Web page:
The impact of coronavirus on the U.S. economy is evident. Now, however, data is emerging to show how severe the damage really is. A new report by the Consumer Finance Protection Bureau (CFPB), “The Early Effects of the COVID-19 Pandemic on Credit Applications,” lays bare the impact of the coronavirus on credit card applications.
The Study’s Findings
According to recent findings from the CFPB’s Office of Research, COVID-19 has had an immediate effect on the number of new credit applications this year. This effect applies across the board, with all forms of credit applications dropping significantly during March.
The CFPB notes a 40% drop in credit card applications in March; a 52% drop in auto loan applications; and a 27% drop in new mortgage applications.
The study indicates that those with higher credit scores are more likely to avoid new applications, though those with subprime scores are also shying away from more credit. New credit card applications for super-prime credit score (above 780) dropped 67%. While those with deep-subprime credit (a score below 500) also declined by 37%, the differences between excellent credit applications and poor credit applications are pronounced.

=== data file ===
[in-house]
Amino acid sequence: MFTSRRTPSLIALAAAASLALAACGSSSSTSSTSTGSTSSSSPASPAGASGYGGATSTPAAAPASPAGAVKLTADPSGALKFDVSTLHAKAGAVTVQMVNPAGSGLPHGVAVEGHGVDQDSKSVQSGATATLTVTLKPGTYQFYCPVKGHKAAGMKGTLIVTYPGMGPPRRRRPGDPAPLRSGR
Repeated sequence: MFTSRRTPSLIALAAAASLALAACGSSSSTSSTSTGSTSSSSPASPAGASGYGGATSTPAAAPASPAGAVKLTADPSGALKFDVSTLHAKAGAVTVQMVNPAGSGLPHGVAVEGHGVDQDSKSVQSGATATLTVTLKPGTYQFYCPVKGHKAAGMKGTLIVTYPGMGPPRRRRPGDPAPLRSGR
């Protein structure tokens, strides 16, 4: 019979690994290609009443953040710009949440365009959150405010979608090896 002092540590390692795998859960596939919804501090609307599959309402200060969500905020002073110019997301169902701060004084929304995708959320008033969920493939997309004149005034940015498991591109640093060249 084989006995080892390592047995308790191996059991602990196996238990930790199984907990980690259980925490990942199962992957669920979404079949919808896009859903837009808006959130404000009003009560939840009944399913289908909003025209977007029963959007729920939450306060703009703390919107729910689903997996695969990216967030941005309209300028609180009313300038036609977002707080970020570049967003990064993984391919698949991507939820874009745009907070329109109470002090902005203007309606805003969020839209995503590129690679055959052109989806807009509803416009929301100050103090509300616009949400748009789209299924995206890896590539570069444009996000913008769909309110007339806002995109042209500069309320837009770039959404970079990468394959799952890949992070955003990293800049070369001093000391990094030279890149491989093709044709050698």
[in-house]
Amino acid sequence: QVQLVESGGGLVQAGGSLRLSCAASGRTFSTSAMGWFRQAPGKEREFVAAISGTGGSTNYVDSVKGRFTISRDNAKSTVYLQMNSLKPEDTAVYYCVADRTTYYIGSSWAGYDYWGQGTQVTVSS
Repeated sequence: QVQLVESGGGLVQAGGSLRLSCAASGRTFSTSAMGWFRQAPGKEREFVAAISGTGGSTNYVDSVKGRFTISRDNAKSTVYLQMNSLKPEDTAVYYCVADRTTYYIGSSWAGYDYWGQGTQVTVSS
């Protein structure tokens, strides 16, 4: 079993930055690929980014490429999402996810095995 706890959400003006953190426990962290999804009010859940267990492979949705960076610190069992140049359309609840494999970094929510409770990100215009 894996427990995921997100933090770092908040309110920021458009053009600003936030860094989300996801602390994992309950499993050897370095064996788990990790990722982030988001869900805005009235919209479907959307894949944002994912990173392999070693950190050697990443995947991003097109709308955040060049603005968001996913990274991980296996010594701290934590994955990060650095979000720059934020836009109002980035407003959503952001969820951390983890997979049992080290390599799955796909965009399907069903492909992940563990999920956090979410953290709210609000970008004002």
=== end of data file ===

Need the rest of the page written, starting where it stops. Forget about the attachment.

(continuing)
Coronavirus is the Culprit
While the CFPB could not pinpoint if the drops were due to a decrease in demand, a reduction in credit supply, or other factors, the underlying cause of COVID-19 is without question. This drop in credit applications follows weeks of record unemployment numbers, issues with unemployment in states like Florida, and banks reduced credit limits.
The study also found that geographic areas hardest hit by the coronavirus experienced the biggest drops in new credit applications. Of note, however, was no correlation between the rate of coronavirus cases and revolving credit applications.
Economic Disparity and COVID-19
The study underlines the discrepancies between individuals on both ends of the credit spectrum. Those with excellent credit scores have greater financial flexibility than those with poor credit. This financial fallback reduces the need for new credit, in lieu of existing resources. Those with bad credit, however, are more likely to fall into an overreliance on credit to make ends meet.
These findings also follow on the heels of a report that more than 140 million Americans are deeper in debt now than they were a month ago, due to the coronavirus. The report found that millennials, plus those with low credit scores, were the hardest hit. These findings further underline the importance of credit repair and maintenance.
Repairing Credit During COVID-19
Those seeking to protect – or repair – their credit have a variety of tools at their disposal. The major credit bureaus are now offering free credit reports through 2020, allowing consumers to closely monitor their scores. Additionally, paid services, such as MyFICO, and TransUnion, provide advanced security, personalized guidance, and more.
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